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Cash vs annuity, another factor to consider?

Topic closed. 35 replies. Last post 4 years ago by mightwin.

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rdgrnr's avatar - walt
Way back up in them dadgum hills, son!
United States
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Posted: February 13, 2013, 6:36 pm - IP Logged

mediabrat!  i had no idea that you had joined the 'we love ridge' fanclub!  i am a member as well!!!

 

**HUGZ out to RIDGE!!!**  (giggle)

"**HUGZ out to RIDGE!!!**  (giggle)"

And HUGZ back, MAX!!!...LoveWink

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    Japan
    Member #131605
    August 14, 2012
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    Posted: February 13, 2013, 7:55 pm - IP Logged

    Many builders there have been
    Since the world began,
    Palace, cottage, mansion, inn
    They have built for man.
    Some were small and some were tall,
    Long or wide or low...
    But the best one of them of the all
    Jack built long ago.
    Was built in bygone days,
    Yes, millions sing its praise

      msharkey2001's avatar - Trek startrek.gif
      New Hampshire
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      Posted: February 13, 2013, 8:02 pm - IP Logged

      Yes Floyd, and the income tax passed in 1913 was indeed a temporary tax to finance WW I.

      I don't think your answer above considered the government is spending like it's never spent before and a few other things going on.

      Nice answer, but you might want to consider a certain manifesto that is the current regimes' playbook. Has a lot to so with a steadily progressive tax system that eventually wipes out the middle class.

      If I recall my US History courses prior to 1913 federal income taxes were used to help finance wars and were indeed temporary. The 16th amendment was passed in 1913 allowing for the first permanent income tax.

       

      WW1 was not a factor. The war didn't even start until 1914, and the US didn't enter it until April of 1917.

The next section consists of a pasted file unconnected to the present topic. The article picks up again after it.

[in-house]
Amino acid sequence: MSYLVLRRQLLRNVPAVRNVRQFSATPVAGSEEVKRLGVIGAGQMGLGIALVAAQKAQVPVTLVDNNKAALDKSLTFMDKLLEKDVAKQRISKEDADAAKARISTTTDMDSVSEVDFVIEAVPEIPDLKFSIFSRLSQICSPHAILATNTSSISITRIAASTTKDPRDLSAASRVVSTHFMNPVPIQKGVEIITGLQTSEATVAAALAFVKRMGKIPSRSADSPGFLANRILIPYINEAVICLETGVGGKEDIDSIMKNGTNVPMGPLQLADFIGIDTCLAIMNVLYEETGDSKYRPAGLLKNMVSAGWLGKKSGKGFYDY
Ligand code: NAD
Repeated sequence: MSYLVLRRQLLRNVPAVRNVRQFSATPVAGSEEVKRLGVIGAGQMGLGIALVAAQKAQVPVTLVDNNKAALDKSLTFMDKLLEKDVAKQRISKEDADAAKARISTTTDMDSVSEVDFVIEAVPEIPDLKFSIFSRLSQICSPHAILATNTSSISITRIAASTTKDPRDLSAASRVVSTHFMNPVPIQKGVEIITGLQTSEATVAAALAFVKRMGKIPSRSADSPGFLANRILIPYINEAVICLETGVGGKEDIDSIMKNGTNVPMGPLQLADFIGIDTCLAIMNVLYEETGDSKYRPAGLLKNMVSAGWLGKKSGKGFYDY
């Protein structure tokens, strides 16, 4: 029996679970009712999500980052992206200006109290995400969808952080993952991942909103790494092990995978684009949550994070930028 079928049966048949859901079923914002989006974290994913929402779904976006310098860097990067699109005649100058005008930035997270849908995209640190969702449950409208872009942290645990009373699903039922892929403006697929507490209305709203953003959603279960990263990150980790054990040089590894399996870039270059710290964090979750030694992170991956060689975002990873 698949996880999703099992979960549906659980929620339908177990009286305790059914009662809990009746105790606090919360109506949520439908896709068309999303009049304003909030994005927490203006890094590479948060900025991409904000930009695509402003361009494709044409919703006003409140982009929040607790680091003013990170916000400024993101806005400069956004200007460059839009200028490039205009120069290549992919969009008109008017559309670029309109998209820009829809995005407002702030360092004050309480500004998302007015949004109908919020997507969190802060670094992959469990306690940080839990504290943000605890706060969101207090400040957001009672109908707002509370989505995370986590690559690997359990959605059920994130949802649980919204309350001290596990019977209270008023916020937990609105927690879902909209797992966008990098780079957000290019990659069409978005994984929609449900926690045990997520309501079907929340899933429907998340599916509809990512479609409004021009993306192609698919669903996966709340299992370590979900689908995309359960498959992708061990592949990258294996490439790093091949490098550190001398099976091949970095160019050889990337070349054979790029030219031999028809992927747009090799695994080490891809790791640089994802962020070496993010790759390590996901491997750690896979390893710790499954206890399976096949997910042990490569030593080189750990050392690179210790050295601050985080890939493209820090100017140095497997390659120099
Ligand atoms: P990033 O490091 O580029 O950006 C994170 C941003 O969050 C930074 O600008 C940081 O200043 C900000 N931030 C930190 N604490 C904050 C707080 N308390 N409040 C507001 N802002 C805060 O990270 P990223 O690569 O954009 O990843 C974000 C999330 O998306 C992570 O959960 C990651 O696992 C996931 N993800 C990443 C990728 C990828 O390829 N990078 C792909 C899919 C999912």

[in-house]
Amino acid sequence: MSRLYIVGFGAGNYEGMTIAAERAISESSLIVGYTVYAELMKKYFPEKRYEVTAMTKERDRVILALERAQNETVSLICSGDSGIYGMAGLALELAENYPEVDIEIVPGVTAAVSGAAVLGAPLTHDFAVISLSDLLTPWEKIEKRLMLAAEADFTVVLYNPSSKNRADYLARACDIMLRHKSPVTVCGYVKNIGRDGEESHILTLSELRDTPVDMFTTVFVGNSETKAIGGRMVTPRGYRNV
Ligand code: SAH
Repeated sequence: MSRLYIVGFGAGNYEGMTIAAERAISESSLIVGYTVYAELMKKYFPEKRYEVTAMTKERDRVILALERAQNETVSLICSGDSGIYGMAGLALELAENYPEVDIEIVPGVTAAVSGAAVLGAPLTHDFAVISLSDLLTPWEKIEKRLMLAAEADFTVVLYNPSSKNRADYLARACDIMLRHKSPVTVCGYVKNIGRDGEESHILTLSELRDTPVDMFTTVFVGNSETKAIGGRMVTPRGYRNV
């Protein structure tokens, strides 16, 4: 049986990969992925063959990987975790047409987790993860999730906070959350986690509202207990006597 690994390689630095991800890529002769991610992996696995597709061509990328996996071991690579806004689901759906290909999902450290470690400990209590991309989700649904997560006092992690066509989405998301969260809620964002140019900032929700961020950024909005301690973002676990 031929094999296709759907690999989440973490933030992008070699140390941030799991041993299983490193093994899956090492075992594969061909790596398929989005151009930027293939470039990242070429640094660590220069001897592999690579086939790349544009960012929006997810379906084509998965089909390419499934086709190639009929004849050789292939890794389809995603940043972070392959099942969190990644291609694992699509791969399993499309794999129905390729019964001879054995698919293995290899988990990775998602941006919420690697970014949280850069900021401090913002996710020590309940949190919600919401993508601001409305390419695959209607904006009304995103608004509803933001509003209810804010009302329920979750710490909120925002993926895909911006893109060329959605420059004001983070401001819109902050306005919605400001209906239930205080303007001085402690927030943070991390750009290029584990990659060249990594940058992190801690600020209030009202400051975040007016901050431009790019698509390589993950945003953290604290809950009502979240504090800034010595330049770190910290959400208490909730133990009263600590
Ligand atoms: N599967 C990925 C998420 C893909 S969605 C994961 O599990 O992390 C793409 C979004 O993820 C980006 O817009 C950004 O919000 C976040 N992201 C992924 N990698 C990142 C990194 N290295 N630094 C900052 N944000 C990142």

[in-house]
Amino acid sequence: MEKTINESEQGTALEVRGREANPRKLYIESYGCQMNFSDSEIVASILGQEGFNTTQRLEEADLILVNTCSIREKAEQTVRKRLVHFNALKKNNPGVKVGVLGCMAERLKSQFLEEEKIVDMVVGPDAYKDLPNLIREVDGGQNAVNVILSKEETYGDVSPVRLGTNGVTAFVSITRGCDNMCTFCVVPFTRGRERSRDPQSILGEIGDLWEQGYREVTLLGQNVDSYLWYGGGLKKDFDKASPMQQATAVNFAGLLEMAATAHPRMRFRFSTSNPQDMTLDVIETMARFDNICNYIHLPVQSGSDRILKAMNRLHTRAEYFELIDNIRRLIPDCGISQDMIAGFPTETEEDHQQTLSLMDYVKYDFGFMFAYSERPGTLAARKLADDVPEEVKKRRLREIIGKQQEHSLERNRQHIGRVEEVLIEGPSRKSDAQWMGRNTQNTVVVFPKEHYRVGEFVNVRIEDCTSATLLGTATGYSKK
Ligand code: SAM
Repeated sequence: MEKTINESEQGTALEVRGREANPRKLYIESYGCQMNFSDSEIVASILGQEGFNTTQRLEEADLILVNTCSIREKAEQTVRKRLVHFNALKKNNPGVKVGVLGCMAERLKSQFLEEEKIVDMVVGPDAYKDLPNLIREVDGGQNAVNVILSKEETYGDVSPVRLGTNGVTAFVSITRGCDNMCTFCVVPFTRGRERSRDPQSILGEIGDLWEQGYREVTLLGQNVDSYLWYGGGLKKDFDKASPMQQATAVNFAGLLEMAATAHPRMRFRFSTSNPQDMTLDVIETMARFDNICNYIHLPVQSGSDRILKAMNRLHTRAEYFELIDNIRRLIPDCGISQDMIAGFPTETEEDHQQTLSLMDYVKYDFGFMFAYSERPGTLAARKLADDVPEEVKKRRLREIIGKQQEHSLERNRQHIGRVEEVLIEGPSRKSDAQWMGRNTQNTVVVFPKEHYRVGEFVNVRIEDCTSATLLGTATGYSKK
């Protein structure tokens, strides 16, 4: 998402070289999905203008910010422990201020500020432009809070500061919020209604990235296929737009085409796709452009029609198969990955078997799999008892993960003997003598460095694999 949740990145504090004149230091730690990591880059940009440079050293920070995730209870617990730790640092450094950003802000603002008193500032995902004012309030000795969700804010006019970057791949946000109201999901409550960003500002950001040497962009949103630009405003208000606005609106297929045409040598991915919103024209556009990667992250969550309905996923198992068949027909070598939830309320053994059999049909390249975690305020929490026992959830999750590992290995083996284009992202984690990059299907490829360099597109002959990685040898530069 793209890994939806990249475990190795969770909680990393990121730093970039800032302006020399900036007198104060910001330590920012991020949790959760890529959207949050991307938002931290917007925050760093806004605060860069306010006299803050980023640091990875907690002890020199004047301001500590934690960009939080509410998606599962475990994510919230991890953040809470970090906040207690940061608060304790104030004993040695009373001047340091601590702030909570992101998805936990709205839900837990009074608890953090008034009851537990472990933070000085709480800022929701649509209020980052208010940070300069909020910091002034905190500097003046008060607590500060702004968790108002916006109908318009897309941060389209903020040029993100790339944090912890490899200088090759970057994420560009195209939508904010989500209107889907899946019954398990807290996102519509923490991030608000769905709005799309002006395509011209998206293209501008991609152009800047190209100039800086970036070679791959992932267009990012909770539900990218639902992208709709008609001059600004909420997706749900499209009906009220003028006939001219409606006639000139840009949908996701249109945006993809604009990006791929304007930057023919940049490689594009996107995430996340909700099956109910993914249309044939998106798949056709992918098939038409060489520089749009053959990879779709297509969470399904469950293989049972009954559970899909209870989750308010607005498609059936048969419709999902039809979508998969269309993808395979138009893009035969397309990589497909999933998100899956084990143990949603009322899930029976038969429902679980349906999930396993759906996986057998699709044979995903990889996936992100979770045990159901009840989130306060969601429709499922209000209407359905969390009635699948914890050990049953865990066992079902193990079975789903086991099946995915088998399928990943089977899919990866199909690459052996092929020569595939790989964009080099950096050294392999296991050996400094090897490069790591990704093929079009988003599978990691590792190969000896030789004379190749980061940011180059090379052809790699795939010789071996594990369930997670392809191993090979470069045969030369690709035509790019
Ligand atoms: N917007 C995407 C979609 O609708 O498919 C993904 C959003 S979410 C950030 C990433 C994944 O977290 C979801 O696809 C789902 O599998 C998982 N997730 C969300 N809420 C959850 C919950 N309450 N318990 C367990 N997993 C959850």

Coin Toss's avatar - shape barbed.jpg
        Zeta Reticuli Star System
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        Posted: February 14, 2013, 12:43 am - IP Logged

        Prior to the 16th amendment there was no permanent income tax. In fact there headn't been income tax since after the Civil War.

        The first federal income tax was adopted as part of the Revenue Act of 1861.[94] The tax lapsed after the American Civil War. Subsequently enacted income taxes were held to be unconstitutional by the Supreme Court because they were not given to the states. In 1913, the Sixteenth Amendment was ratified, permitting the federal government to levy an income tax without giving all of it to the states.

        U.S. federal government tax receipts as a percentage of GDP from 1945 to 2015 (note that 2010 to 2015 data are estimated).

        The federal income tax enacted in 1913 included corporate and individual income taxes. It defined income using language from prior laws, incorporated in the Sixteenth Amendment, as “all income from whatever source derived.” The tax allowed deductions for business expenses, but few non-business deductions. In 1918 the income tax law was expanded to include a foreign tax credit and more comprehensive definitions of income and deduction items. Various aspects of the present system of definitions were expanded through 1926, when U.S. law was organized as the United States Code. Income, estate, gift, and excise tax provisions, plus provisions relating to tax returns and enforcement, were codified as Title 26, also known as the Internal Revenue Code. This was reorganized and somewhat expanded in 1954, and remains in the same general form.

        Those who run the lotteries love it when players look for consistency in something that's designed not to have any.

        Lep

        There is one and only one 'proven' system, and that is to book the action. No matter the game, let the players pick their own losers.

          mightwin's avatar - questns

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          Posted: February 15, 2013, 7:44 pm - IP Logged

          Michigan is 6%, on everything except food.

          I believe that's sales tax, income tax is either 4.25 or 4.35% am I wrong?

            mightwin's avatar - questns

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            Posted: February 15, 2013, 7:50 pm - IP Logged

            Good grief, ANOTHER thread complaining about taxes?!??!  Are you people always this miserable?

            Yes we complain about taxes and the amount of $ we would be giving up if we win. Its because we know that the $ they take isn't getting spent wisely.  If it was being spent wisely we wouldn't have to pay in as much as we do and things would be way way better.